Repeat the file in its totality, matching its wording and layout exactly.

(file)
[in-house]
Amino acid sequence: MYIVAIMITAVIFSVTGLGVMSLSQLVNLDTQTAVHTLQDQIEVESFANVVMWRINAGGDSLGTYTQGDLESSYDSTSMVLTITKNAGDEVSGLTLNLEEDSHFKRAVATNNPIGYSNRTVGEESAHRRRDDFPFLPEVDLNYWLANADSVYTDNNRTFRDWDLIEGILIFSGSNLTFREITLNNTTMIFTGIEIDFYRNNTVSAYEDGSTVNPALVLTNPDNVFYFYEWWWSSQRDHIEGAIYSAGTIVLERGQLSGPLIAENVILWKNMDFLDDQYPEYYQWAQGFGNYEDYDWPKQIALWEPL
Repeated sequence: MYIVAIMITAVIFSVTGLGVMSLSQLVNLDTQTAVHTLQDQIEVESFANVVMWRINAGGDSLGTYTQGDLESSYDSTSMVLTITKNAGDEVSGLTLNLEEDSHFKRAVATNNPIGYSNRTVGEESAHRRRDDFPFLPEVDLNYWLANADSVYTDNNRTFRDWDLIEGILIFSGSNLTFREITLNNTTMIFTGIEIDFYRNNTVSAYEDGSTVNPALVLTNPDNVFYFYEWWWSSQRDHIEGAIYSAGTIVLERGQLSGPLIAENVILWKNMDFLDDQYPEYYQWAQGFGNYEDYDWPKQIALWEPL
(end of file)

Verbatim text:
[in-house]
Amino acid sequence: MYIVAIMITAVIFSVTGLGVMSLSQLVNLDTQTAVHTLQDQIEVESFANVVMWRINAGGDSLGTYTQGDLESSYDSTSMVLTITKNAGDEVSGLTLNLEEDSHFKRAVATNNPIGYSNRTVGEESAHRRRDDFPFLPEVDLNYWLANADSVYTDNNRTFRDWDLIEGILIFSGSNLTFREITLNNTTMIFTGIEIDFYRNNTVSAYEDGSTVNPALVLTNPDNVFYFYEWWWSSQRDHIEGAIYSAGTIVLERGQLSGPLIAENVILWKNMDFLDDQYPEYYQWAQGFGNYEDYDWPKQIALWEPL
Repeated sequence: MYIVAIMITAVIFSVTGLGVMSLSQLVNLDTQTAVHTLQDQIEVESFANVVMWRINAGGDSLGTYTQGDLESSYDSTSMVLTITKNAGDEVSGLTLNLEEDSHFKRAVATNNPIGYSNRTVGEESAHRRRDDFPFLPEVDLNYWLANADSVYTDNNRTFRDWDLIEGILIFSGSNLTFREITLNNTTMIFTGIEIDFYRNNTVSAYEDGSTVNPALVLTNPDNVFYFYEWWWSSQRDHIEGAIYSAGTIVLERGQLSGPLIAENVILWKNMDFLDDQYPEYYQWAQGFGNYEDYDWPKQIALWEPL